In Justinian’s period, the dominating church type becomes the domed basilica. The basic engineering problem that troubled the masons during the roman period was the transition from the sphere to the rectangular basis of the building. The solution was applied for the first time during Justinian’s period with the introduction of a complete vaulting system which transfers the weight of the dome through smaller domes, arches, and vaults to the ground. The transition from the dome to the side arches is done through four elements called pendentives. The dome is supported by 4 piers and the remaining vaulting system by a series of columns.

Haghia Sophia, which is the church under discussion in this essay, is the greatest example of the domed basilica type and a symbol of Justinian’s reign. It is located in the old city of Istanbul, on the ‘crossroad’ of Bosphorus, the Sea of Marmara, and the Golden Horn. His ambition was to leave a monument that will retain his name to eternity. He supervised the procedure and before the inauguration of the church, he shouted ‘Solomon, I have outdone thee’, implying that Haghia Sophia was more exquisite than the church of Solomon. Haghia Sophia defined the symbolic center of the city and it served as the seat of the Orthodox Patriarch for 900 years. It was constructed in between 532-537 by the architects Anthemius of Tralles and Isidore from Miletus. In contemporary terms, they would have been civil engineers specialized in mechanics, with an excellent academic background. They were called mechanikoi which meant that they had received not only a technical education but also theoretical knowledge and they were considered as equals to professors and had immediate access to the emperor.

The position of construction was not selected randomly as this space was sacred since ancient times when a pagan temple functioned on site. When Christianity started to develop it was demolished and a church took its placed, sponsored by Constantine I. This church was called also Haghia Sophia which means Holy Wisdom, the Wisdom of God in Greek. It was destroyed by a fire in the second banishment of the Patriarch Saint John Chrysostom and it was rebuilt in 404, only to be totally destroyed during the Nika riots in 532. The speed of rebuilding was phenomenal since it was consecrated only six years after works started. In 558 an earthquake led to the destruction of a part of the dome which was rebuilt a little higher than the original one. The restoration architect is also known; it was Isidore the Younger, nephew of the original architect. Again, in 989 and 1346 there were problems in certain parts of the dome. In 1453 with the Fall of Constantinople it became a mosque. The current building supports all the additions from the Ottoman conversion into a mosque. Work done by the Swiss architects Gaspare and Giuseppe Fossati between 1847 and 1849 helped to preserve the structure and the mosaics that have survived today. Until 1931 it remained a mosque. Since 1935 it is considered a historical, archeological monument protected by UNESCO.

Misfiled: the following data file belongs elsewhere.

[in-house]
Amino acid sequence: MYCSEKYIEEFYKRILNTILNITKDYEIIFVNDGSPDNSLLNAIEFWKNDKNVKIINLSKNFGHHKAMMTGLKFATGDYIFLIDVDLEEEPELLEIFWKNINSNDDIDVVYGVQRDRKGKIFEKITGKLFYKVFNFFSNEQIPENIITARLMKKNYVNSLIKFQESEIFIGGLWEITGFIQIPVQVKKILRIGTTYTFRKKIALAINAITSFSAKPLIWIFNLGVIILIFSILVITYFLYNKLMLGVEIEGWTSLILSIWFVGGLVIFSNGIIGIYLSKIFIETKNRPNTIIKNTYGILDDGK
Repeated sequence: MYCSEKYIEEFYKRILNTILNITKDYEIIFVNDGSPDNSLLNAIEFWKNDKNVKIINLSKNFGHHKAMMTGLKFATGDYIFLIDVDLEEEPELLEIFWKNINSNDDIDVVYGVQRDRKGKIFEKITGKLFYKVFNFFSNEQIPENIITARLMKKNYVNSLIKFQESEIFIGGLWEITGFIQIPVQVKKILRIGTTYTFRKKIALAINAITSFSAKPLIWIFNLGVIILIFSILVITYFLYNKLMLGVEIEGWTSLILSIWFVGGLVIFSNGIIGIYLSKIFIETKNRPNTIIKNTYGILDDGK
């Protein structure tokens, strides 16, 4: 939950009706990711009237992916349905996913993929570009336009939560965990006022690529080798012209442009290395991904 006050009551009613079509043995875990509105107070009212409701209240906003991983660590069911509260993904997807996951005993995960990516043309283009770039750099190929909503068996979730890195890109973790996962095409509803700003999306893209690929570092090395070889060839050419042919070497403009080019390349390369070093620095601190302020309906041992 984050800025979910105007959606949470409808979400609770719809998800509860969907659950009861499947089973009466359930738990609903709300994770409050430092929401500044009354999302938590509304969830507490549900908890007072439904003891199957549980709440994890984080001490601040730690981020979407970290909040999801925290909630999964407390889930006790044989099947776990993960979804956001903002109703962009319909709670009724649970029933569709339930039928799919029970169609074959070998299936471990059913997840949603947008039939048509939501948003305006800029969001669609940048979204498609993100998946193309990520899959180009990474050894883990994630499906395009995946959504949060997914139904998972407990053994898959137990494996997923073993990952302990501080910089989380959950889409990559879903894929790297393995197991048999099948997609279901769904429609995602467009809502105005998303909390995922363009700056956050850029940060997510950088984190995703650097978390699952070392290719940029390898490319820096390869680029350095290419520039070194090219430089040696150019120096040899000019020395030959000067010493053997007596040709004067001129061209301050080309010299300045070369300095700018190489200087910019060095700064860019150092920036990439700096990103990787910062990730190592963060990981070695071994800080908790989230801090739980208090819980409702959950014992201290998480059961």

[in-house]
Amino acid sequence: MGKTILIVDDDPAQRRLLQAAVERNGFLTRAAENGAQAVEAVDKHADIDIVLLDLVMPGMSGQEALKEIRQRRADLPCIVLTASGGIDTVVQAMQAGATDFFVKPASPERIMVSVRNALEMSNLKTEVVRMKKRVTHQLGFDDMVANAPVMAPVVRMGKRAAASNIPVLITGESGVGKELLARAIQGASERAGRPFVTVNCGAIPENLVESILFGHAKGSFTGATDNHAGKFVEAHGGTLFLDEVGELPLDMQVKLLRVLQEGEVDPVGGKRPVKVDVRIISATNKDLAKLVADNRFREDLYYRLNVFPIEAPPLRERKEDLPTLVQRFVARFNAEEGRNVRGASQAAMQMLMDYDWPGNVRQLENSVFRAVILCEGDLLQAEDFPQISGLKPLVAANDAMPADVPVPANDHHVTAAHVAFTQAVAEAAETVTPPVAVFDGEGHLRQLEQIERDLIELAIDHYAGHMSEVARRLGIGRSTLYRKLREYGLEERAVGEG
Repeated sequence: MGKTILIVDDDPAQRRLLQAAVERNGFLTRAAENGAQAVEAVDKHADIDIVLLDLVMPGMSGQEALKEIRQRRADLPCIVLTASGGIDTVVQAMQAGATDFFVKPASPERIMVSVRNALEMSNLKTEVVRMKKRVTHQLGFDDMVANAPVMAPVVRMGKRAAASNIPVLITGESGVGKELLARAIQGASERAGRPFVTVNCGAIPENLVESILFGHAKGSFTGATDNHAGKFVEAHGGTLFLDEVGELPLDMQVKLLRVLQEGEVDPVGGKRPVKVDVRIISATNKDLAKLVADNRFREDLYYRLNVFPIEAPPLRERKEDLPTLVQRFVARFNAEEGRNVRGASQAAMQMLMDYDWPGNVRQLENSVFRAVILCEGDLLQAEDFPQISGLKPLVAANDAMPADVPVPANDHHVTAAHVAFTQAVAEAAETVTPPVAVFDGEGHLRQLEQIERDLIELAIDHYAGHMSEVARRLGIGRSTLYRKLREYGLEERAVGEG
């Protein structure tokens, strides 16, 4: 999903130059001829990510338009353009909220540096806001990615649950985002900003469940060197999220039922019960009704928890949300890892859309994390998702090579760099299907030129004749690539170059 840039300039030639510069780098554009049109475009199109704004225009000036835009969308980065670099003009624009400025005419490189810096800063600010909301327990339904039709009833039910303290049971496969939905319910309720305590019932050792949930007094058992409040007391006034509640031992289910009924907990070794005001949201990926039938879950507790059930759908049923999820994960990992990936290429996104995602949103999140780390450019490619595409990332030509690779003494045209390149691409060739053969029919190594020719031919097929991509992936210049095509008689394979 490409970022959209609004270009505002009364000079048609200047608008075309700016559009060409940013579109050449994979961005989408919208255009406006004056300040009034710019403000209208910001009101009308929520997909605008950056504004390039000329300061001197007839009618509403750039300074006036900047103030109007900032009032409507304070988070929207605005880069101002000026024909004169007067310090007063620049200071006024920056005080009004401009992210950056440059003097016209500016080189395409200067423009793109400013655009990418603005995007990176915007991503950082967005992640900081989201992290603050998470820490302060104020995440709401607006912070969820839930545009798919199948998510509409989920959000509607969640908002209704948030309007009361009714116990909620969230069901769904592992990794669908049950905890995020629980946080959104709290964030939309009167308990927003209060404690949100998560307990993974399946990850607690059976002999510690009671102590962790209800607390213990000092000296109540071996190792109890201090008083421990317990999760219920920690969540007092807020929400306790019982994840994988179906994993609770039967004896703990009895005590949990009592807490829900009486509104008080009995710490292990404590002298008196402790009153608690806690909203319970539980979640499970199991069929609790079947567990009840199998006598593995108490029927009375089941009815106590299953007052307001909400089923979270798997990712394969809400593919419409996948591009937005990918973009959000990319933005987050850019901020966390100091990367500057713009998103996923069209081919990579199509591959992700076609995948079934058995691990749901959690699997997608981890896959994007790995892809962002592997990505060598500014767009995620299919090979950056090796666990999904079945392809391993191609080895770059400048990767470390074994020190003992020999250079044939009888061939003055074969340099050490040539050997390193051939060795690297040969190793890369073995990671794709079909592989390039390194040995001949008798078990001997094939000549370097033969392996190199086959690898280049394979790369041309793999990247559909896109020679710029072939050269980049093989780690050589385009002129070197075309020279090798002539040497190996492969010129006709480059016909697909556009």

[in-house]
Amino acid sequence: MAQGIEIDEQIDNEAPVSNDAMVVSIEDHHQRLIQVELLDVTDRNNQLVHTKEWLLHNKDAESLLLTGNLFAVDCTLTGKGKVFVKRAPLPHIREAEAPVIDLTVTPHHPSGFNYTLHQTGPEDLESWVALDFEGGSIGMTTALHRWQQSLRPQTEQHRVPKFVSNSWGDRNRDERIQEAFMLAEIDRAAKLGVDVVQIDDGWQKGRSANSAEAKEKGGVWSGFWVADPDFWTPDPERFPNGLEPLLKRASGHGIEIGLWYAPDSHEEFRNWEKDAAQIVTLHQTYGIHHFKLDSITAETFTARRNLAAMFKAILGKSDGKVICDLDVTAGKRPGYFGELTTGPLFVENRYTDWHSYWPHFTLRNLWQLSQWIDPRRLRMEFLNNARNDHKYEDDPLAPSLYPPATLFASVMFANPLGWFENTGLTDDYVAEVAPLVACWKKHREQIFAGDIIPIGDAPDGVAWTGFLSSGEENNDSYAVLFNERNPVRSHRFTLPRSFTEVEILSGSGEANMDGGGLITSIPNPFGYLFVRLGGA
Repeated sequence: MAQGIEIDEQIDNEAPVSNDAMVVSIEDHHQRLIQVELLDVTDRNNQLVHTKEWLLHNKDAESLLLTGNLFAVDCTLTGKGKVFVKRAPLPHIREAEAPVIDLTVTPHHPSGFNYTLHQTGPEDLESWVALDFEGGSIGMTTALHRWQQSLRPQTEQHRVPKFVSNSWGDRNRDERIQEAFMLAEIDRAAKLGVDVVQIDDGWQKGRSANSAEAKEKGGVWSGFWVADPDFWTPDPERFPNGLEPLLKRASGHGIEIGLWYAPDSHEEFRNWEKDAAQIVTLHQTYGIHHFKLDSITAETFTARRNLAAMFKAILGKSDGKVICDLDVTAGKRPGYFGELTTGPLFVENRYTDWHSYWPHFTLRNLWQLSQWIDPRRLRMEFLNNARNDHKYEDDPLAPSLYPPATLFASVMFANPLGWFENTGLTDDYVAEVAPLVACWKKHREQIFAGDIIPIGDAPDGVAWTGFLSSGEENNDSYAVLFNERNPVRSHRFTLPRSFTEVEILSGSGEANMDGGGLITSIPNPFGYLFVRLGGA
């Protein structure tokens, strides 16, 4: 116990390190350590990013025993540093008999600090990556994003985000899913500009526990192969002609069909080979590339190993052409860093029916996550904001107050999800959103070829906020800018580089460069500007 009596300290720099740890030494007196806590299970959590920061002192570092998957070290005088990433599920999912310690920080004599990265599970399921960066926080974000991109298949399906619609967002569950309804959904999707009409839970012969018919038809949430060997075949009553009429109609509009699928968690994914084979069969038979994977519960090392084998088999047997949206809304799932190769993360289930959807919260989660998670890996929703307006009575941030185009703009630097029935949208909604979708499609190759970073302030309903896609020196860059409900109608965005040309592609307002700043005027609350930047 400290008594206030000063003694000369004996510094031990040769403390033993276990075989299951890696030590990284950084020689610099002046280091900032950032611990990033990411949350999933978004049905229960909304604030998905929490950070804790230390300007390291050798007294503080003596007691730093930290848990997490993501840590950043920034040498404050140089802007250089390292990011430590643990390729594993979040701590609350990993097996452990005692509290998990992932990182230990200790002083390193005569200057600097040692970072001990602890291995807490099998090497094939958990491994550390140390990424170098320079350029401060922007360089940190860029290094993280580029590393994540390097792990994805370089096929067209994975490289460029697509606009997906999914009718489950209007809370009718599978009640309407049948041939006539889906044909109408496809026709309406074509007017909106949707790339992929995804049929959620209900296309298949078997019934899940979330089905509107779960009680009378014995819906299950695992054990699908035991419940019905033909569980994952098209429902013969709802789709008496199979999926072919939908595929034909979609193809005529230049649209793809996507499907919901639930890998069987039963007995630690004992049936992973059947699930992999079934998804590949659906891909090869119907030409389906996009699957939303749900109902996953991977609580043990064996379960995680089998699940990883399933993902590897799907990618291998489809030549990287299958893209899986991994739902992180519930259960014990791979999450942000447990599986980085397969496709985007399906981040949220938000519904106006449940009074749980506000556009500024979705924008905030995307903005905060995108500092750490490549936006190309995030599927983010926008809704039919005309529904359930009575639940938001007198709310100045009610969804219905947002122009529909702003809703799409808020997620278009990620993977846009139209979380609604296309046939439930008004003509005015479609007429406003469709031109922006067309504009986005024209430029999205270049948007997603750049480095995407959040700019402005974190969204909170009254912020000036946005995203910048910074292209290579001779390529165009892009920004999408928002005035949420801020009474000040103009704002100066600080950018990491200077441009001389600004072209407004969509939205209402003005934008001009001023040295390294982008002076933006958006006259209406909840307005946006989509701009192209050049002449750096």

The dimensions of Haghia Sophia are 72*79 meters. The dome has 32 meters diameter and its height reaches 62 meters. It has the formation of a basilica but is virtually a central plan. The church is a squat rectangle in plan, fronted at the west end by a narthex and exonarthex, the latter originally part of an atrium. The interior has the divisions of a three-aisled basilica, with the nave separated from the aisles by columnar arcades. The aisles and narthex have galleries so that the nave is enclosed on three sides by a two-storey structure. The existence of two levels shows that people were divided according to their social class or gender. In Haghia Sophia part of the gallery was reserved for the emperor or empress whenever they attended a ceremony. The main nave from west to east is more than twice its width for about 30 meters. The dome has forty windows where light gives the impression that it floats in the air. Four enormous piers which create four arches support the dome. The two piers are the beginning of two rows of columns and the other two create conches. The central space is framed by a perimetrical aisle. The impact of Haghia Sophia relied in great part on its enormous height and width. The structural challenge was to work on this scale and to cap a building of stone, brick, and mortar with a great dome. A radical departure from the basilical form is made by the vaulting of the nave, which consists of the dome flanked by half domes which cover the rectangular space. The success of this architectural project is the integration of three scales: the human scale, the internal scale, and the scale of decoration. The human scale is preserved by the use of certain architectural elements in a human size. The result is the projection of its enormous internal dimensions in comparison with the scale of the decoration which is mainly mosaic and marble plating.